and the average viewer rating is 3.24 (in 117,531 votes). The maximum rating is 5 stars.





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 Track Listings (1988 Geffen Album): Total Time: 36:18


• 1. Main Titles (2:27)
• 2. Travel Music (1:07)
• 3. The Book!/Obituaries (1:30)
• 4. Enter..."The Family"/Sand Worm Planet (2:50)
• 5. The Fly (0:50)
• 6. Lydia Discovers? (0:59)
• 7. In the Model (1:35)
• 8. Juno's Theme (0:48)
• 9. Beetle-Snake (2:08)
• 10. "Sold" (0:35)
• 11. The Flier/Lydia's Pep Talk (1:25)
• 12. Day-O - performed by Harry Belafonte (3:05)
• 13. The Incantation (3:11)
• 14. Lydia Strikes a Bargain... (0:52)
• 15. Showtime! (1:05)
• 16. "Laughs" (2:33)
• 17. The Wedding (2:02)
• 18. The Aftermath (1:21)
• 19. End Credits (2:47)
• 20. Jump in Line (Shake, Shake Senora) - performed by Harry Belafonte (3:08)




 Track Listings (2011 Warner Set): Total Time: 47:46


CD 2: (47:46)

• 1. Main Titles (With Elfman Vocal Intro)* (2:28)
• 2. Travel Music (1:09)
• 3. The Book!/Obituaries (1:30)
• 4. Enter..."The Family"/Sand Worm Planet (2:50)
• 5. The Fly (0:49)
• 6. Lydia Discovers? (0:57)
• 7. In the Model (1:32)
• 8. Juno's Theme (0:48)
• 9. Beetle-Snake (2:09)
• 10. "Sold" (0:34)
• 11. The Flier/Lydia's Pep Talk (1:22)
• 12. The Incantation (3:12)
• 13. Lydia Stikes a Bargain... (0:51)
• 14. Showtime! (1:07)
• 15. "Laughs" (2:32)
• 16. The Wedding (2:03)
• 17. The Aftermath (1:23)
• 18. End Credits (2:52)

Bonus Tracks: (17:45)
• 19. Happy House* (0:20)
• 20. Travel Music 2* (0:39)
• 21. Delilah's Entrance* (0:13)
• 22. No Ghosts* (0:52)
• 23. Keyhole 1* (0:25)
• 24. Keyhole 2* (0:24)
• 25. Hallway* (0:14)
• 26. The Door* (0:41)
• 27. Lydia Enters* (0:19)
• 28. Sheet Ghost* (0:20)
• 29. Idea* (0:21)
• 30. Otho's Idea* (0:22)
• 31. Concern* (0:21)
• 32. Pictures* (0:28)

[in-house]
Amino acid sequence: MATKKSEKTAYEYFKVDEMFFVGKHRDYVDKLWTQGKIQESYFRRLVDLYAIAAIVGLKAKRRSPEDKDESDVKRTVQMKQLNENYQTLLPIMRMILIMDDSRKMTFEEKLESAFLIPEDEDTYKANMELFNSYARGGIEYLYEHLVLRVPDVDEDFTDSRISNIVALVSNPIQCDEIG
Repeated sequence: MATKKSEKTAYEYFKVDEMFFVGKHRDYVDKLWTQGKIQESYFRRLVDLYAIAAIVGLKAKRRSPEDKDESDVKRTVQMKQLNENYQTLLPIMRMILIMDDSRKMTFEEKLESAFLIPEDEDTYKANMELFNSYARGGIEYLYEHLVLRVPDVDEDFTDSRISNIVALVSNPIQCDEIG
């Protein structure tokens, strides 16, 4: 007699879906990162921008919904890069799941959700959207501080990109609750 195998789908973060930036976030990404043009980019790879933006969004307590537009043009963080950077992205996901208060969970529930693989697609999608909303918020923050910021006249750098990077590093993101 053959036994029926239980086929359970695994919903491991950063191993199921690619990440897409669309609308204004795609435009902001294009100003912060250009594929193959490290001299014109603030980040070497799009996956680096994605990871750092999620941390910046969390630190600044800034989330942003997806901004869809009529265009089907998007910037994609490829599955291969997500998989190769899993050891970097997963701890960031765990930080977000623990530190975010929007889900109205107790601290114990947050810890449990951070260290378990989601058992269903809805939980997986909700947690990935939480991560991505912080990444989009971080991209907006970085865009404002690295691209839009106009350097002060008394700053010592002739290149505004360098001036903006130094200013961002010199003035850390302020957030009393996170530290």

• 33. Travel Music 3 (Bike Ride)* (1:50)
• 34. Waiting Room 1* (2:18)
• 35. Waiting Room 2* (1:49)
• 36. Harlot's Hangout* (0:36)
• 37. Beetlejuice: The Animated Series (Main Title)* (1:03)
• 38. Beetlejuice Commercial (Demo)* (0:44)
• 39. Beetlejuice Commercial (Film Version)* (1:08)
• 40. Main Title (Worktape)* (2:26)

* previously unreleased




 Notes and Quotes:  


The insert of the 1988 Geffen album includes no extra information about the score or film, but it did feature a funny advertisement for products related to the film in early pressings. The 2011 Warner set features some notes from Elfman about his choices of music for inclusion on the product.





   
  All artwork and sound clips from Beetlejuice are Copyright © 1988, 2011, Geffen Records, Warner Brothers Records. The reviews and other textual content contained on the filmtracks.com site may not be published, broadcast, rewritten or redistributed without the prior written authority of Filmtracks Publications. Audio clips can be heard using RealPlayer but cannot be redistributed without the label's expressed written consent. Page created 3/1/99 and last updated 5/27/11. Review Version 5.1 (PHP). Copyright © 1999-2013, Christian Clemmensen (Filmtracks Publications). All rights reserved.